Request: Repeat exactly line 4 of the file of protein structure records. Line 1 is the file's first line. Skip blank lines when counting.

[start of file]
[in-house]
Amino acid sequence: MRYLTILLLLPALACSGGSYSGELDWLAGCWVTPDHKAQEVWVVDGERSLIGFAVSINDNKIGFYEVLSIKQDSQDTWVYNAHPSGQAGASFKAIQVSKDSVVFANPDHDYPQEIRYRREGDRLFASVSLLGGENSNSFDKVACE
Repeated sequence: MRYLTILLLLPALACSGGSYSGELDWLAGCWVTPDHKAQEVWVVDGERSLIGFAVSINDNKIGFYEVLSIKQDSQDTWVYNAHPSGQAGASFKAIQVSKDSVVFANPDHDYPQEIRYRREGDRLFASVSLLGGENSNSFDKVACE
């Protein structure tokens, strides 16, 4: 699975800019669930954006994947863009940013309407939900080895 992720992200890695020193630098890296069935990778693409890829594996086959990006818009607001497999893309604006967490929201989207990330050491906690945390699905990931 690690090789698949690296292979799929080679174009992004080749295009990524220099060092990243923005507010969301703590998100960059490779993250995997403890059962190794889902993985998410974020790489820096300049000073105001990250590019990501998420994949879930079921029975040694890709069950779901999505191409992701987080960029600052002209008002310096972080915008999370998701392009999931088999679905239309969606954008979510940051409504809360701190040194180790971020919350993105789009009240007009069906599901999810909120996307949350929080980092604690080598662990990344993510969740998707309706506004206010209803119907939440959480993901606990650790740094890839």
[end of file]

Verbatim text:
């Protein structure tokens, strides 16, 4: 699975800019669930954006994947863009940013309407939900080895 992720992200890695020193630098890296069935990778693409890829594996086959990006818009607001497999893309604006967490929201989207990330050491906690945390699905990931 690690090789698949690296292979799929080679174009992004080749295009990524220099060092990243923005507010969301703590998100960059490779993250995997403890059962190794889902993985998410974020790489820096300049000073105001990250590019990501998420994949879930079921029975040694890709069950779901999505191409992701987080960029600052002209008002310096972080915008999370998701392009999931088999679905239309969606954008979510940051409504809360701190040194180790971020919350993105789009009240007009069906599901999810909120996307949350929080980092604690080598662990990344993510969740998707309706506004206010209803119907939440959480993901606990650790740094890839």